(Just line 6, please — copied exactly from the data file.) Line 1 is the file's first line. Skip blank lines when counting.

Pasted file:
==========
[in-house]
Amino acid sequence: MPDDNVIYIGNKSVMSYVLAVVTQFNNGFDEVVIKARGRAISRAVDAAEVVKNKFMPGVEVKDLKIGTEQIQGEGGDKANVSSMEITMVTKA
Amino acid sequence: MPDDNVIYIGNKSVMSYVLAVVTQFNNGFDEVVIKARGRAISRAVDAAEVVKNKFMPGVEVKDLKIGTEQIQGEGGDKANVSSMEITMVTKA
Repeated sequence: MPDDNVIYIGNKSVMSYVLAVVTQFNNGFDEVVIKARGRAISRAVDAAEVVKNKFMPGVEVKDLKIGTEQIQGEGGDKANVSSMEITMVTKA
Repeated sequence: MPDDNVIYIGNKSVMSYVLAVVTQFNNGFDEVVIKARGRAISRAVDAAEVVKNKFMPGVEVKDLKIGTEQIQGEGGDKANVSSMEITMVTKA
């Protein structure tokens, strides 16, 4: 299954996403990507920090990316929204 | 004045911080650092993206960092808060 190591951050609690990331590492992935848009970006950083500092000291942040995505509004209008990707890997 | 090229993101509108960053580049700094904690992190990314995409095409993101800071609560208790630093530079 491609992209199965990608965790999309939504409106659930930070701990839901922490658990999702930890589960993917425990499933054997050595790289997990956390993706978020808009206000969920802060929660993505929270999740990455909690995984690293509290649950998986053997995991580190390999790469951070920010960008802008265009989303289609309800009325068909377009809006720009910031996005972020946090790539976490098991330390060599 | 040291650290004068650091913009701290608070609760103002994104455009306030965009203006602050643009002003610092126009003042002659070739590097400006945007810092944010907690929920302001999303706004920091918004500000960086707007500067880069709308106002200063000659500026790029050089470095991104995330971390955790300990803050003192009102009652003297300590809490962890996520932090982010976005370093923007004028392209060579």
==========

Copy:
């Protein structure tokens, strides 16, 4: 299954996403990507920090990316929204 | 004045911080650092993206960092808060 190591951050609690990331590492992935848009970006950083500092000291942040995505509004209008990707890997 | 090229993101509108960053580049700094904690992190990314995409095409993101800071609560208790630093530079 491609992209199965990608965790999309939504409106659930930070701990839901922490658990999702930890589960993917425990499933054997050595790289997990956390993706978020808009206000969920802060929660993505929270999740990455909690995984690293509290649950998986053997995991580190390999790469951070920010960008802008265009989303289609309800009325068909377009809006720009910031996005972020946090790539976490098991330390060599 | 040291650290004068650091913009701290608070609760103002994104455009306030965009203006602050643009002003610092126009003042002659070739590097400006945007810092944010907690929920302001999303706004920091918004500000960086707007500067880069709308106002200063000659500026790029050089470095991104995330971390955790300990803050003192009102009652003297300590809490962890996520932090982010976005370093923007004028392209060579």